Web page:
If you’re still building content for links, you have a problem.
Why should you de-prioritise links as the primary metric for your content marketing campaigns and start thinking about achieving your business KPI’s instead?
There’s a very clear shift happening in the search agency landscape that I think we should all talk about. SEO has been conflating content marketing with link building, and it’s hurting both specialisms.
More and more, agencies with expertise in organic search (like ours) are acquiring the people and skills to expand their digital content production capabilities to a fuller creative content offering.
- Full site design and development
- Interactives and campaign microsites
- Data visualisation
- Other forms of buyer’s journey driven content
- Other creative design services
As a result of that shift, there’s an issue that I see us tackling more and more each day. That’s that businesses who consume SEO services use content marketing for links. That approach is somewhat flawed.
Relying on links as the KPI is not reconcilable to any business performance metric
Firstly, clients who are purchasing content with SEO objectives in mind (any type of medium from an infographic to an interactive experience) tend to rely on KPI’s that might focus solely on metrics such as link volume, shares on social networks and so on.
This has all sorts of uncomfortable side effects.
- That it’s actually very easy to garner performance metrics directly to the URL of the content itself but hard to direct any of those benefits into revenue generating pages on site (except, perhaps for the home page). The links acquired might be beneficial for search, but might not be relevant to the purpose of the actual business.
- The agency is treated like a production outfit when in fact we have strategic expertise that far outstretches producing single pieces of content for links and SEO purposes.
- Over time it becomes gradually more difficult to steer the conversation towards real business outcomes which content marketing can absolutely achieve.
- Running a campaign for any meaningful amount of time (6 – 12 months) is a difficult sell because the primary objectives set don’t encourage the need for campaign planning.
Furthermore it’s getting harder to justify the long term value in SEO orientated content marketing.
The problem: it’s an SEO centric approach not a customer centric strategy. You have to provide uniquely relevant content that performs a useful function.
Unfortunately, the convention of content for links and secondary metrics can be difficult to challenge, especially in larger organisations where the mechanics of success measurement are baked in, all the way up the management reporting structure.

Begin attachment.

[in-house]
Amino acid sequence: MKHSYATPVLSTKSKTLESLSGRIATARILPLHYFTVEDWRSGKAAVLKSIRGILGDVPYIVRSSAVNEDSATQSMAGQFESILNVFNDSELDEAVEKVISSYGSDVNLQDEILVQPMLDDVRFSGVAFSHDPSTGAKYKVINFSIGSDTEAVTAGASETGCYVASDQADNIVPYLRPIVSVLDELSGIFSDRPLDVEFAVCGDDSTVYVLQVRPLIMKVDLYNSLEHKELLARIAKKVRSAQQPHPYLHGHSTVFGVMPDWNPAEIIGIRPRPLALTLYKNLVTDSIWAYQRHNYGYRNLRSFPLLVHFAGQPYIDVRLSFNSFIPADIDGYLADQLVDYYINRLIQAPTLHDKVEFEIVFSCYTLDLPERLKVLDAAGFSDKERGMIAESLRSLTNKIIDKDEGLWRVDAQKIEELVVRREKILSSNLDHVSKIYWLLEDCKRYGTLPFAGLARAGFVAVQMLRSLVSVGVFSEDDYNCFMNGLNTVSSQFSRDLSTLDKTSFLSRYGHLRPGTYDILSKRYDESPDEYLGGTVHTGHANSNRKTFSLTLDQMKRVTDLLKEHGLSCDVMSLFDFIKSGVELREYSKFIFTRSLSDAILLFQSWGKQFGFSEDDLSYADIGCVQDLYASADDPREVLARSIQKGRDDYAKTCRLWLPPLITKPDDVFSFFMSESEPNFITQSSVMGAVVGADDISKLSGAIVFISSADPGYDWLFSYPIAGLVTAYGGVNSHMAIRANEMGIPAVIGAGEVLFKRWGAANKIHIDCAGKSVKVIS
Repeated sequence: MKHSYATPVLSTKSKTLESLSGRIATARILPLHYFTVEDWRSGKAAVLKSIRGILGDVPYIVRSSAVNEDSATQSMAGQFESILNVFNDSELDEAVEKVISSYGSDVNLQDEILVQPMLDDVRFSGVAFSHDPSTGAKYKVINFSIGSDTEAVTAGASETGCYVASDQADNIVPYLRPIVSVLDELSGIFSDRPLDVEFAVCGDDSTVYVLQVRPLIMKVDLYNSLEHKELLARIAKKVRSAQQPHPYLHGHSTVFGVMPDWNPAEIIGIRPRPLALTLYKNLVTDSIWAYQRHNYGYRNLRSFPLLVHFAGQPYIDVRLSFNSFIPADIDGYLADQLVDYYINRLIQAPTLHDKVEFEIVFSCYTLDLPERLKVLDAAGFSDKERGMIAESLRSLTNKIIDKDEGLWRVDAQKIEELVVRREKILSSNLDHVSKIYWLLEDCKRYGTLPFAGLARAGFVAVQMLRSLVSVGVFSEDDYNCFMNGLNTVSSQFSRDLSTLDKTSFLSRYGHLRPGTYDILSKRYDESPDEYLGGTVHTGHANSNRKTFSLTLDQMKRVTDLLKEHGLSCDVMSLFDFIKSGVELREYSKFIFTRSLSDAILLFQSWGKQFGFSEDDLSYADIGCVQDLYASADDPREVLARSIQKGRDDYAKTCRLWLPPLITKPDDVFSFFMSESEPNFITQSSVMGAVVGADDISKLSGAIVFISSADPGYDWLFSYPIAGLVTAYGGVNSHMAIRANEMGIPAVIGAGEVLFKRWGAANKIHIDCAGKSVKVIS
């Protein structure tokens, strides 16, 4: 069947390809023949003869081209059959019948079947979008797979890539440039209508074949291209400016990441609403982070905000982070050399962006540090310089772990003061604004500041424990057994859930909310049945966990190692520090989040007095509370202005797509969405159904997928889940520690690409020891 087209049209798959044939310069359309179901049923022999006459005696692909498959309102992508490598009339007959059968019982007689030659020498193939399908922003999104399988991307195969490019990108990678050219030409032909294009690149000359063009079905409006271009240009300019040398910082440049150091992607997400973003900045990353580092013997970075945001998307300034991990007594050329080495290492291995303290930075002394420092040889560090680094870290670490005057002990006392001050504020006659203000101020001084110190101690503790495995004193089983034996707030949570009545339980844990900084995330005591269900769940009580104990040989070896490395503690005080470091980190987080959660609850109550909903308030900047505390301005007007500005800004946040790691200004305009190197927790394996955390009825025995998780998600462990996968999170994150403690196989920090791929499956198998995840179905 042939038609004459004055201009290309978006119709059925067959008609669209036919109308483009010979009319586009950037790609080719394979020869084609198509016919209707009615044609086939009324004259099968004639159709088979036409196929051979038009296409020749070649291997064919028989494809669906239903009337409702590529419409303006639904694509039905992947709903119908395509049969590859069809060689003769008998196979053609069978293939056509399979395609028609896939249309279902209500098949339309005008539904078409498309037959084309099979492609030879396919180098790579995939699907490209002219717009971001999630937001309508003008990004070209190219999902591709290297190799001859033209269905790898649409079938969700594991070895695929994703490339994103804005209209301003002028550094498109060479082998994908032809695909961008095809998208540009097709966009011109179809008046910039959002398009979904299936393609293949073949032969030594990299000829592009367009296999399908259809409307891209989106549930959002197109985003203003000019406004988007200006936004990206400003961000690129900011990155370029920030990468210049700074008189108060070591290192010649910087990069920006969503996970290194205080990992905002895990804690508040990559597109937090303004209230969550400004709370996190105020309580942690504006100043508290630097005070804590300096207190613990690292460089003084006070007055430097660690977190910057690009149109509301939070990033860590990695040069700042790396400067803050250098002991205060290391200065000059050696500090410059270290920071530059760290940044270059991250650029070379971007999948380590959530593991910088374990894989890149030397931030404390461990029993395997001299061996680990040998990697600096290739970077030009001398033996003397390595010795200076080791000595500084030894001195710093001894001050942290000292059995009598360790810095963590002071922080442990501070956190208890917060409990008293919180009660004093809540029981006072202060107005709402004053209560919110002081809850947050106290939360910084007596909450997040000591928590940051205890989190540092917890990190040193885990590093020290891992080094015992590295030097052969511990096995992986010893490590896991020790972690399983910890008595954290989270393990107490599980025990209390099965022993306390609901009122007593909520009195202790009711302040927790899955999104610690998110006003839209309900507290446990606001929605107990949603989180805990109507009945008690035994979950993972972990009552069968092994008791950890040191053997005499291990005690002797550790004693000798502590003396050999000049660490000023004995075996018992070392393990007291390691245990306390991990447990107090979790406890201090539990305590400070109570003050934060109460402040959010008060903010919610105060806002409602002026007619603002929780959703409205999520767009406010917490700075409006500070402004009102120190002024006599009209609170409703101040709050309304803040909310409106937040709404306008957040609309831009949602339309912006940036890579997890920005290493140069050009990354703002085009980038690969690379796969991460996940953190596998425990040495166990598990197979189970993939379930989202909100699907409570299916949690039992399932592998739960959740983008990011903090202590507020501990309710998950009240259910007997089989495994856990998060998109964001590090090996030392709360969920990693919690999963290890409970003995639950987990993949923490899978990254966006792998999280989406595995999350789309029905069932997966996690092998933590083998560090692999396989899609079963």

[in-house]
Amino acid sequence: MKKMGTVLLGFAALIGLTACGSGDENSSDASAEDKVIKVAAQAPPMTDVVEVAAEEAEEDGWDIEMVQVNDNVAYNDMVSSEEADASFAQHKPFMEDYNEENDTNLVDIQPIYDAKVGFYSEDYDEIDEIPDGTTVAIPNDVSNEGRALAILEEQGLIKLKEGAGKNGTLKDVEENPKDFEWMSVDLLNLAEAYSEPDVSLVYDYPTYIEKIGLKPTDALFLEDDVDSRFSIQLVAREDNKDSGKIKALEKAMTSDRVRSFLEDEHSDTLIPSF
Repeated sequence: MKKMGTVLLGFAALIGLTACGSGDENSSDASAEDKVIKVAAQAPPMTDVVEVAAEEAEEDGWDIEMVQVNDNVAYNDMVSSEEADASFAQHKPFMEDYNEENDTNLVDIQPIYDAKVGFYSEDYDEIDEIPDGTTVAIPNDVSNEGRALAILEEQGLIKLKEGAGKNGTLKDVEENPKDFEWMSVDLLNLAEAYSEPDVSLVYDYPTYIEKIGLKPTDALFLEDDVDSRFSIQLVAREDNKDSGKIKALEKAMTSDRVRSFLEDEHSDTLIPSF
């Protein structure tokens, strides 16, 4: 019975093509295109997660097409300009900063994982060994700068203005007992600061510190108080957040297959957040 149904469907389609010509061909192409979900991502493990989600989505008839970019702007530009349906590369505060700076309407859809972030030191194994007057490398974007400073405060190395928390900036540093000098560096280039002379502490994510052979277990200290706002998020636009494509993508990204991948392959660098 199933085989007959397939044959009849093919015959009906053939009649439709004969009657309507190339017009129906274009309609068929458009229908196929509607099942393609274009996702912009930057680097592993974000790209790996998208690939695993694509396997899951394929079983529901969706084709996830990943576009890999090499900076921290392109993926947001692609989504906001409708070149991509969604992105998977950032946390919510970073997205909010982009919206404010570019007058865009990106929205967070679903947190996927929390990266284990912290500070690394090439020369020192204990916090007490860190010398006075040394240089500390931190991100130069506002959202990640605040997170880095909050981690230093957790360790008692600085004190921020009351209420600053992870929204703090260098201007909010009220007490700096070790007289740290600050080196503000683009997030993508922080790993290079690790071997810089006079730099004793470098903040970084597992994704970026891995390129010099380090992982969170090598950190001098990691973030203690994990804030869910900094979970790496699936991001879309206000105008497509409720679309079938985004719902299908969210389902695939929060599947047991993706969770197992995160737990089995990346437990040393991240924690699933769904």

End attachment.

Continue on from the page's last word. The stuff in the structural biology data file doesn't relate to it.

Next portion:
This convention prolongs the core issue: your organisation might believe its marketing goal should be “create content for links”. Meanwhile, it’s ignoring the value content strategy can add throughout the buyer’s journey while delivering meaningful business outcomes:
- Awareness of the product, service or brand
- Communication of the (unique) features and benefits of the brand or service
- Product sales, revenue or other conversions
- The opportunity to establish and communicate brand message or core values
- Audience growth via email subscriptions, social followings
- Referrals from news, partnerships, related sites or content curation
- Strong customer retention and repeat sales
- Minimising refunds, returns or other negative implications of miss-set expectations
Put simply, don’t confuse link building goals with content marketing goals
Link acquisition deployed carefully is still an important tactic to boost the individual ranking performance of pages in organic search. Though this activity shouldn’t be confused with the goal selection process for your content marketing efforts.
Providing that an item of content fully answers a user need in a search engine friendly way, the right promotion can achieve a variety of primary goals with links as the validating secondary outcome.
How we market Builtvisible
When I think about the marketing we do for Builtvisible today, none of it involves directly attempting to build links.
Our success metrics revolve around the lead generation capability of the site. In its simplest form; top of funnel growth is achieved via our blog and guides. The awareness garnered earlier in the funnel is converted from our home and services pages. Obviously word of mouth, referrals and positive mentions all play their role, but eventually, someone emails, calls or uses our contact form.
Our lead generation performance in Google is obviously a part consequence of our content attracting links but, I’d argue that is a product of learning what our audience likes to read. Then, we write for that. Our audience votes with positive mentions and shares.
What we’re not doing: learning what people link to and creating content to achieve that.